I've been on a mission for the past ?2 years? to explore a harmonica technique called "tongue switching," which is usually referred to as a "shimmer" in a traditional context. For example, you can play the following riff, and this would be a tongue switching riff.
These are pretty basic. The idea is that, with tongue switching, you can play non-adjacent notes. The innovation, if you can call it that, is the idea that at any time your mouth can cover 3-4 (?5?) holes at once... why not have all of them at your immediate disposal. The biggest difference between a tongue switching approach to the harmonica is that there is much less head movement. Phrasing takes on a whole new perspective when you have 3 different ways (tongue-block left, tongue-block right, and lip-purse) to play a single note, or a series of notes..
I was exposed to a lot of metal in college (death, tech-death, prog-tech, etc.), and the harmonica seemed like it was stuck in some rut of tradition. The only real outsider is John Popper, and his technique is so far beyond the rest of the field (in a different way, to be fair), that no one's really tried to replicate it. Well, LD Miller is as close as it gets, I guess. I don't follow the profession as much any more, so there could be some others I'm not giving credit to.
I feel a bit unique in my ideas, but I could be wrong there also. Breathing aside there are 4 basic tongue switching moves that I've discovered:
1) tongue-block left (blow/draw out of the left corner of the mouth) to tongue-block right.
2) tongue-block right to tongue-block left
3) tongue-block left to lip-purse
4) tongue-block right to lip-purse.
... of course, then you add the two breathing directions to make 8 individual moves, then the overblows and overdraws that are available at certain places on the harp, which makes for a lot more moves and a lot of necessary practice. Once you get use to the those first 4 pretty clean, then the speed depends on your breathing.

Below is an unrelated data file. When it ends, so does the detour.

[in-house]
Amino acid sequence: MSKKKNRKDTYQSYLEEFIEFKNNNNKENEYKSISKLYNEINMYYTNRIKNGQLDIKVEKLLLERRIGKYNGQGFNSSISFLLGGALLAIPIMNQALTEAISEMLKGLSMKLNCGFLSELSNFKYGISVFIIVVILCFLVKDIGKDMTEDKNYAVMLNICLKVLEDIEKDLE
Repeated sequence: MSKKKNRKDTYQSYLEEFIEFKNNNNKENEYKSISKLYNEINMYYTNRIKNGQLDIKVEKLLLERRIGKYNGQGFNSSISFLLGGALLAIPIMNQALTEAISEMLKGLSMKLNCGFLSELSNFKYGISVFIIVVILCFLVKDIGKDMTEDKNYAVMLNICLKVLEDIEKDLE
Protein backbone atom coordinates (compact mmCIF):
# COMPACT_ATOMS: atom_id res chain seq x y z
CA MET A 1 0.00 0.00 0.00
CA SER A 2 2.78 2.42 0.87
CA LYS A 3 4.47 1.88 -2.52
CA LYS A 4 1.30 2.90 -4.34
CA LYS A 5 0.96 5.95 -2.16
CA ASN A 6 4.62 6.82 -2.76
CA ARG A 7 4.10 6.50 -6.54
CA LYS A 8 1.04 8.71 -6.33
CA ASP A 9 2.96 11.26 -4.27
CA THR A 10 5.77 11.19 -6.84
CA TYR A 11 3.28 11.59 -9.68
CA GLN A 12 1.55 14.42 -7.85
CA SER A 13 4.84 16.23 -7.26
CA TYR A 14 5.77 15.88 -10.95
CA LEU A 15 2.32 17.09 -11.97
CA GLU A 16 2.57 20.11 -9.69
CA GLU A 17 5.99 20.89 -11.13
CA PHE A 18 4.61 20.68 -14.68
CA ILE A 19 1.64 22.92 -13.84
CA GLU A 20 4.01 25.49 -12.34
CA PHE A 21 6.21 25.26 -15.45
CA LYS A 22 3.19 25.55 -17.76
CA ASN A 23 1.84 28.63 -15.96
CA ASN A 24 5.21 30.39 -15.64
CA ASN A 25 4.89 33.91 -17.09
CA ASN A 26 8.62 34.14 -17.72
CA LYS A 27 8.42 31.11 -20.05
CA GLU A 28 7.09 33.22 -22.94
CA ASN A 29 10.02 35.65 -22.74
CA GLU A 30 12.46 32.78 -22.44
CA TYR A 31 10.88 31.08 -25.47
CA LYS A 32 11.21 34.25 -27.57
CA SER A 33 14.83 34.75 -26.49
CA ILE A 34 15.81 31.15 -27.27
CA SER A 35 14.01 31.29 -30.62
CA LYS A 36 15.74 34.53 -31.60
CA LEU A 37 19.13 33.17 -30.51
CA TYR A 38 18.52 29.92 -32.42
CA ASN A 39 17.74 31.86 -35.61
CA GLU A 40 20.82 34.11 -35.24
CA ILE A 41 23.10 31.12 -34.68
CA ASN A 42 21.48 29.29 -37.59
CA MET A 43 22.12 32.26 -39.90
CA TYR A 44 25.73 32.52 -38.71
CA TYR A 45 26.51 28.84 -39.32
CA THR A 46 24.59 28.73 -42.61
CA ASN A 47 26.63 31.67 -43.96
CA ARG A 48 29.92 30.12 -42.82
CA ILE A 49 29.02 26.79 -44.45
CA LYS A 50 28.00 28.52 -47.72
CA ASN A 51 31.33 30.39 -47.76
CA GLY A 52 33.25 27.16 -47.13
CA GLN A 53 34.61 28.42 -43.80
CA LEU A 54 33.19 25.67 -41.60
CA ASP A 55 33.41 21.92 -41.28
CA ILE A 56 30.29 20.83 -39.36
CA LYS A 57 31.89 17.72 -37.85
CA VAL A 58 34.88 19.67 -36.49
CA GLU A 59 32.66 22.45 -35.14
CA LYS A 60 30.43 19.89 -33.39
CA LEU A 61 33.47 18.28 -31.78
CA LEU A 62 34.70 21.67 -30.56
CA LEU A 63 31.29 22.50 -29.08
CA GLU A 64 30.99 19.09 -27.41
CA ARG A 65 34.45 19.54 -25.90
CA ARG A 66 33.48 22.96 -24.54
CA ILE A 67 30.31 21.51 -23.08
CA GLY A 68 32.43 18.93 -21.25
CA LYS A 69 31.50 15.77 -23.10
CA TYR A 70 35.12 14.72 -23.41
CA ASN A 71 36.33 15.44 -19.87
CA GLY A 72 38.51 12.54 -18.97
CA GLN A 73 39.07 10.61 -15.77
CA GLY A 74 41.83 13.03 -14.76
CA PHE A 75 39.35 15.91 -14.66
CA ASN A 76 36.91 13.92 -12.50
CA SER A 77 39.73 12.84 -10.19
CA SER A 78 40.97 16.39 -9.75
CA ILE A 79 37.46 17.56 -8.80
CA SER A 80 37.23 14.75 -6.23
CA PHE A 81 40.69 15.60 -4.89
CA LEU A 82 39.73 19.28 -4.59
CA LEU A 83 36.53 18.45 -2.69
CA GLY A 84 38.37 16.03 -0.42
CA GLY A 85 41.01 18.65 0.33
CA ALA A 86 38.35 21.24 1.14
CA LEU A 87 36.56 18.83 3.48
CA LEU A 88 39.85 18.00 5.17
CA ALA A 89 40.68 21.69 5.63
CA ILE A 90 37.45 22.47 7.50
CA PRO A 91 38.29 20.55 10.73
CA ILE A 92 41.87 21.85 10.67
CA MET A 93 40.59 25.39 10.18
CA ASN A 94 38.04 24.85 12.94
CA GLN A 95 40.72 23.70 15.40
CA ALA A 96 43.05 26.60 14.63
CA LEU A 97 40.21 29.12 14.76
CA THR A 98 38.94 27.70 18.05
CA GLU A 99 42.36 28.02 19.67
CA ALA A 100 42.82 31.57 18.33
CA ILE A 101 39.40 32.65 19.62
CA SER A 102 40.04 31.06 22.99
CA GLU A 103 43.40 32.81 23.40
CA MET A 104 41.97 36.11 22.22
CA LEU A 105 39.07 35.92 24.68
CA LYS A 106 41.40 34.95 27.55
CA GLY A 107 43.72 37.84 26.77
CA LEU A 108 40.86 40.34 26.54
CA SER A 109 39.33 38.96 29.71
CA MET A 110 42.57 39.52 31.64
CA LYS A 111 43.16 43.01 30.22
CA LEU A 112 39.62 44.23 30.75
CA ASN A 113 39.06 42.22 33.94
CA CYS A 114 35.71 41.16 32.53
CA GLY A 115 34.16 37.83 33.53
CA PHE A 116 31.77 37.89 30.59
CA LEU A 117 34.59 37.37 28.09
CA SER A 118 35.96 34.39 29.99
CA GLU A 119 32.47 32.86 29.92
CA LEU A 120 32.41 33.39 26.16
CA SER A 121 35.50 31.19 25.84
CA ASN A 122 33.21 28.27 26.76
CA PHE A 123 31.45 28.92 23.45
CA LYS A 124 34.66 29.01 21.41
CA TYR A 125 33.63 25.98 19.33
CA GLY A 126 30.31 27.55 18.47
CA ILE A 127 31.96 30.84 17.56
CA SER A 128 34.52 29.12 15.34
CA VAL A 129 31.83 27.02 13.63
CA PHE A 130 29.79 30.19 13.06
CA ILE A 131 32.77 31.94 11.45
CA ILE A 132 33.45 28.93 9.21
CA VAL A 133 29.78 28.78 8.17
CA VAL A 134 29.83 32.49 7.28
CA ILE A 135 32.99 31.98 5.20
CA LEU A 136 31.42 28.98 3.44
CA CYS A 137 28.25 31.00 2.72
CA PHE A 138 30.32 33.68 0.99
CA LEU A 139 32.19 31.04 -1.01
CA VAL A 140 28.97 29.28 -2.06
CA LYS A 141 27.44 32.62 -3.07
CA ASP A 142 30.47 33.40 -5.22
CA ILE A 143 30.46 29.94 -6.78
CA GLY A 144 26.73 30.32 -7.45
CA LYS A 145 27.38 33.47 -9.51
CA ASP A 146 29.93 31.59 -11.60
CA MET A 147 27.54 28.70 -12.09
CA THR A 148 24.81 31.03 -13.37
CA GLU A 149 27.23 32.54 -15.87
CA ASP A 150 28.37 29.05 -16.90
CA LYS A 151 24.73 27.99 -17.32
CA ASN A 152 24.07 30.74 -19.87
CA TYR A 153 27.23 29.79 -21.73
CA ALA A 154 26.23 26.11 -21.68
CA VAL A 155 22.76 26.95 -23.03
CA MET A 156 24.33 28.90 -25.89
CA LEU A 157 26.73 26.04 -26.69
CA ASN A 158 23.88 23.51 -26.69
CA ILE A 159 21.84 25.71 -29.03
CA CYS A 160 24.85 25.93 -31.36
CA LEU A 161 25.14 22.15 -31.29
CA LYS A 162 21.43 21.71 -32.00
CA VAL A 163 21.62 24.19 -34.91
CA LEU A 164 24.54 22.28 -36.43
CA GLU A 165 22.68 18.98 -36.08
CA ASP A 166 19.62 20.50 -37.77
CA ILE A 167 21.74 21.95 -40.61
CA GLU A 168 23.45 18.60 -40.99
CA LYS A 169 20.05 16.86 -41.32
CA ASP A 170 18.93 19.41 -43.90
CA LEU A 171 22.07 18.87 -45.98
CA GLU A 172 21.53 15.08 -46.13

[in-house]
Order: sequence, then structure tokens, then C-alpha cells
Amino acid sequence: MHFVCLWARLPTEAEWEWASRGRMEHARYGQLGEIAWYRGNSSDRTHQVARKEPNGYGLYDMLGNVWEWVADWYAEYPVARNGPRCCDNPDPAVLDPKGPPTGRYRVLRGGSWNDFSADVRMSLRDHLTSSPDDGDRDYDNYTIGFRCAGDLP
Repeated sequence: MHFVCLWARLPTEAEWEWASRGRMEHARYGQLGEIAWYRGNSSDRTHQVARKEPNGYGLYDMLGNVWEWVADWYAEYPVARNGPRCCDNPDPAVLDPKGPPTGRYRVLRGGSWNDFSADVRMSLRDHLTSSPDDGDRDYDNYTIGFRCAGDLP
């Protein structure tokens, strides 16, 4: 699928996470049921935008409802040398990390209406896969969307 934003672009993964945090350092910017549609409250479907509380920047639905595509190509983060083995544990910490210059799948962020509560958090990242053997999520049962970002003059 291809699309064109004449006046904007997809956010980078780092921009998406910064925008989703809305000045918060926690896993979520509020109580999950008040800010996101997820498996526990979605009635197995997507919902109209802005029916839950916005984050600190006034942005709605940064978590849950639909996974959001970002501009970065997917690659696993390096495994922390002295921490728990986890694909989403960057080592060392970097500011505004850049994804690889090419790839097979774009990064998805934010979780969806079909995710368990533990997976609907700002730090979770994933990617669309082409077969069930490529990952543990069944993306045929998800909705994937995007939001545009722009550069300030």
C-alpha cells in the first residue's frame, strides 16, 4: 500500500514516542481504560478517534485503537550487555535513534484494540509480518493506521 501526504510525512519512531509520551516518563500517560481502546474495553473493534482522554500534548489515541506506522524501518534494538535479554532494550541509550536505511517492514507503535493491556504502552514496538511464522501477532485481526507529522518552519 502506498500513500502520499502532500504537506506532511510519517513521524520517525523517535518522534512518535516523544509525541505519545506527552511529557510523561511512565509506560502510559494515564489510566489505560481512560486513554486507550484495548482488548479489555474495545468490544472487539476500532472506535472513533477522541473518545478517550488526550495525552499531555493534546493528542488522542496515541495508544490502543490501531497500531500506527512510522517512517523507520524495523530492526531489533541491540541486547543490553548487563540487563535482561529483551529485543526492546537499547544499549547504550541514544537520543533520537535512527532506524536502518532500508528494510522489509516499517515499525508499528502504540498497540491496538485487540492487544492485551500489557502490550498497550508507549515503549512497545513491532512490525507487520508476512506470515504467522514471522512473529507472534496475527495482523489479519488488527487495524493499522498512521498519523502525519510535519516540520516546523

I've experimented with incorporating overblows into my tongue switching, but it's really hard and I'll wait until I master some of the simpler concepts first. Overdraws, will probably be the last thing to add. Bending is not terribly difficult, but hitting the notes with that kind of speed, power, and precision is not easy either.
I figure the best way for me to develop my ideas is to start a band, so that's what I'm trying to do up here in Boise. I need something other than a metronome and my own head to play to. Till then, i'll just keep filling out my technique. I need to start getting more into scales and modes - all in time.
Pick o' the Post: "The Beacons" by Blues Traveler on North Hollywood Shootout
Check out Popper's solo at 1:39 ... not his most super-duper, fast, note-blurring, shreddy solo, but there's something that's just very deliberate and brilliant about it. I like it.
PS Here's a video from about 1.5 yrs ago that might help get the basic concept across. My technique's developed quite a bit since then. Right now I'm using a book with harp tabs for the Blues Traveler album, Four to learn to think about the notes like John Popper does as well as to find and create exercises that cater to tongue switching. All I'm really doing now is trying to play Run Around with tongue switching where it makes sense to economize the playing that way. I'm about 2/3 thru the first solo; which I think is a bit more difficult than the outro solo, but I haven't gotten there yet.
Just after this post, I discovered a way to tongue switch between 2 ADJACENT holes. It's difficult because it amounts to a regular-ol-warble, but switching back and forth between right and left tongue-blocking on only two holes. So, instead of covering 3 holes of the harp with your mouth, you have to cover only two and develop the muscle memory to tongue switch in a tighter space.
Let's say you wanted a 4D-5D warble. Essentially, you would center your mouth over the separator between the two holes, blocking the 4D with your tongue (playing the 5D), then switching your tongue and blocking the 5D (playing the 4D), then repeat. This can get very fast, and I feel it will provide more control than having to move the harp or your head to achieve the same effect - once the muscle memory has been developed.
I just started on this the other day, so I'll see where it goes. Most of this technical development is an attempt to build muscle memory, since these are not obvious - and in many cases difficult - ways to play the harmonica. Once the muscle memory is developed, then the music can flow.